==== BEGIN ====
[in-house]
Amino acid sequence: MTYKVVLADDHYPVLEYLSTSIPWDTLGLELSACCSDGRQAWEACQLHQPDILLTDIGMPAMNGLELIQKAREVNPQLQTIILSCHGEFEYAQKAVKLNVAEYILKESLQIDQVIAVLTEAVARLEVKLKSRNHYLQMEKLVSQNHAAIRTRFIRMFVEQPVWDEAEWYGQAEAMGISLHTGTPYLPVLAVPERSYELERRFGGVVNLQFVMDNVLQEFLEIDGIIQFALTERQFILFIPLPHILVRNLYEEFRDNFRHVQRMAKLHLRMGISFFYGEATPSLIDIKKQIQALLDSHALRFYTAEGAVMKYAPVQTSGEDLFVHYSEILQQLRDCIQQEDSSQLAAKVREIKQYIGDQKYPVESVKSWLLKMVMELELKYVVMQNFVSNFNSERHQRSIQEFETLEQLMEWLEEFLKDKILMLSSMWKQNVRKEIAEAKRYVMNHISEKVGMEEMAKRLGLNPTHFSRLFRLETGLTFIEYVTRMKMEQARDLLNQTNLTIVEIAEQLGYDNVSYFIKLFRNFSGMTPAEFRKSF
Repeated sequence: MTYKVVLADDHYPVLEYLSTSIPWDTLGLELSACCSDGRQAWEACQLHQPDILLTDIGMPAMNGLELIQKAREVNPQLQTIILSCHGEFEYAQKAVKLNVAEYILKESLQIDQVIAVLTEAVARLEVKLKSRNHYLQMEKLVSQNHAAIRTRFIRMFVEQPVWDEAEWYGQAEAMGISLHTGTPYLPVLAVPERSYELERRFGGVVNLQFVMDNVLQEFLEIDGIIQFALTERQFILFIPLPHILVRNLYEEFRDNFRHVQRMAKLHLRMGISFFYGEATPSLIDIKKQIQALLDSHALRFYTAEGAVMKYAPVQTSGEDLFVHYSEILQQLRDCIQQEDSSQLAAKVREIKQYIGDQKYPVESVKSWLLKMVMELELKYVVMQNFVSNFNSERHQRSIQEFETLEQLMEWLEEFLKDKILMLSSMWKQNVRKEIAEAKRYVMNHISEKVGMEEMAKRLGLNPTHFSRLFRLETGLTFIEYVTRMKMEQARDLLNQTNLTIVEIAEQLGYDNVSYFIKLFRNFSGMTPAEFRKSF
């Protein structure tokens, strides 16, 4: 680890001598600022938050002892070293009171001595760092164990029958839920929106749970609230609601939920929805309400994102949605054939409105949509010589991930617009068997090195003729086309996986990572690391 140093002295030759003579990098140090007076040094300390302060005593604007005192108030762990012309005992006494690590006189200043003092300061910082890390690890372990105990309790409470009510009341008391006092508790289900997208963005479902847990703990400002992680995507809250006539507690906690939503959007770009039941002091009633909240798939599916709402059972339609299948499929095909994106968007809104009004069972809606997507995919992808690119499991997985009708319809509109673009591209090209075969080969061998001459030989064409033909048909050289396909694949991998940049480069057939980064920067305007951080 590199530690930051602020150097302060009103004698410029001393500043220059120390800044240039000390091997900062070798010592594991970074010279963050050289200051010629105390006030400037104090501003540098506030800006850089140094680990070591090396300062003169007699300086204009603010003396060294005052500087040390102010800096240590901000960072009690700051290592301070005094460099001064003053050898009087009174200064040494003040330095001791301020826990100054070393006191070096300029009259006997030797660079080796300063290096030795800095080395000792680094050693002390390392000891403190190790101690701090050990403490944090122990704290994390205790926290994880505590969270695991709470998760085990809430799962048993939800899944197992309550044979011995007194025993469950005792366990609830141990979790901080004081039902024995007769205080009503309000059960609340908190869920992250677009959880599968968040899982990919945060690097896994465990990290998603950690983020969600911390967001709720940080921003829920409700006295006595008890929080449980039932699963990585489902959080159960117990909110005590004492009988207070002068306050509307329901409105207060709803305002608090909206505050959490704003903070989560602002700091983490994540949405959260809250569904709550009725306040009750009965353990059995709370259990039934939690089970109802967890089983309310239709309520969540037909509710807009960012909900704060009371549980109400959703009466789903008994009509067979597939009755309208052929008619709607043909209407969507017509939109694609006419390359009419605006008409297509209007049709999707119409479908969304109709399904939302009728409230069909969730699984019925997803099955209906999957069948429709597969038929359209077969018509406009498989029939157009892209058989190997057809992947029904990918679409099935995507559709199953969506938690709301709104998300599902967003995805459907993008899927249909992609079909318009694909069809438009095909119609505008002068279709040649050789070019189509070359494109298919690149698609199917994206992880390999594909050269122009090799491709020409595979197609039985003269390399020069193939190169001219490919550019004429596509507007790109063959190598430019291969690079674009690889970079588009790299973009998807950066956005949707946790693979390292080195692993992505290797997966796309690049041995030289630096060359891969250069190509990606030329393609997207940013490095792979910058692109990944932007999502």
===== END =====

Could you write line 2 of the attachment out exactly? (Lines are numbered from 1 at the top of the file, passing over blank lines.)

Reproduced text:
Amino acid sequence: MTYKVVLADDHYPVLEYLSTSIPWDTLGLELSACCSDGRQAWEACQLHQPDILLTDIGMPAMNGLELIQKAREVNPQLQTIILSCHGEFEYAQKAVKLNVAEYILKESLQIDQVIAVLTEAVARLEVKLKSRNHYLQMEKLVSQNHAAIRTRFIRMFVEQPVWDEAEWYGQAEAMGISLHTGTPYLPVLAVPERSYELERRFGGVVNLQFVMDNVLQEFLEIDGIIQFALTERQFILFIPLPHILVRNLYEEFRDNFRHVQRMAKLHLRMGISFFYGEATPSLIDIKKQIQALLDSHALRFYTAEGAVMKYAPVQTSGEDLFVHYSEILQQLRDCIQQEDSSQLAAKVREIKQYIGDQKYPVESVKSWLLKMVMELELKYVVMQNFVSNFNSERHQRSIQEFETLEQLMEWLEEFLKDKILMLSSMWKQNVRKEIAEAKRYVMNHISEKVGMEEMAKRLGLNPTHFSRLFRLETGLTFIEYVTRMKMEQARDLLNQTNLTIVEIAEQLGYDNVSYFIKLFRNFSGMTPAEFRKSF